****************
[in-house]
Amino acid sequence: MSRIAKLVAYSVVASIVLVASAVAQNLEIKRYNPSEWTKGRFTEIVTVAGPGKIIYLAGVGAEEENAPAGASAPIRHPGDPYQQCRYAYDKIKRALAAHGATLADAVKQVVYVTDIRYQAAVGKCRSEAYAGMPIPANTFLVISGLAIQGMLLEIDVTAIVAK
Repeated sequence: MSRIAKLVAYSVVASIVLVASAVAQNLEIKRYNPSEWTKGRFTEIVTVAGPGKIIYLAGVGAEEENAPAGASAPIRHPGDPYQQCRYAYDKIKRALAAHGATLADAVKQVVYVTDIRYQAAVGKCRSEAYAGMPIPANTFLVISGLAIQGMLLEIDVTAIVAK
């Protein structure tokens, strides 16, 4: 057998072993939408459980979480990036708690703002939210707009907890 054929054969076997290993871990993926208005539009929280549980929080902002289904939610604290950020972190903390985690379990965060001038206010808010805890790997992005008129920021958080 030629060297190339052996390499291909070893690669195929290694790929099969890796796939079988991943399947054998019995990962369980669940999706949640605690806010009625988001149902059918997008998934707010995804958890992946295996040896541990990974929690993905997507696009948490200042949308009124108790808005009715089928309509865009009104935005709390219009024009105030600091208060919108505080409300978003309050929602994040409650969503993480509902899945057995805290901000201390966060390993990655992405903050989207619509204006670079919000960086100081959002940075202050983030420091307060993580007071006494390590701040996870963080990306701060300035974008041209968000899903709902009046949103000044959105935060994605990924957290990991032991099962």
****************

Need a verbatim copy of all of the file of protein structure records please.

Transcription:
[in-house]
Amino acid sequence: MSRIAKLVAYSVVASIVLVASAVAQNLEIKRYNPSEWTKGRFTEIVTVAGPGKIIYLAGVGAEEENAPAGASAPIRHPGDPYQQCRYAYDKIKRALAAHGATLADAVKQVVYVTDIRYQAAVGKCRSEAYAGMPIPANTFLVISGLAIQGMLLEIDVTAIVAK
Repeated sequence: MSRIAKLVAYSVVASIVLVASAVAQNLEIKRYNPSEWTKGRFTEIVTVAGPGKIIYLAGVGAEEENAPAGASAPIRHPGDPYQQCRYAYDKIKRALAAHGATLADAVKQVVYVTDIRYQAAVGKCRSEAYAGMPIPANTFLVISGLAIQGMLLEIDVTAIVAK
């Protein structure tokens, strides 16, 4: 057998072993939408459980979480990036708690703002939210707009907890 054929054969076997290993871990993926208005539009929280549980929080902002289904939610604290950020972190903390985690379990965060001038206010808010805890790997992005008129920021958080 030629060297190339052996390499291909070893690669195929290694790929099969890796796939079988991943399947054998019995990962369980669940999706949640605690806010009625988001149902059918997008998934707010995804958890992946295996040896541990990974929690993905997507696009948490200042949308009124108790808005009715089928309509865009009104935005709390219009024009105030600091208060919108505080409300978003309050929602994040409650969503993480509902899945057995805290901000201390966060390993990655992405903050989207619509204006670079919000960086100081959002940075202050983030420091307060993580007071006494390590701040996870963080990306701060300035974008041209968000899903709902009046949103000044959105935060994605990924957290990991032991099962």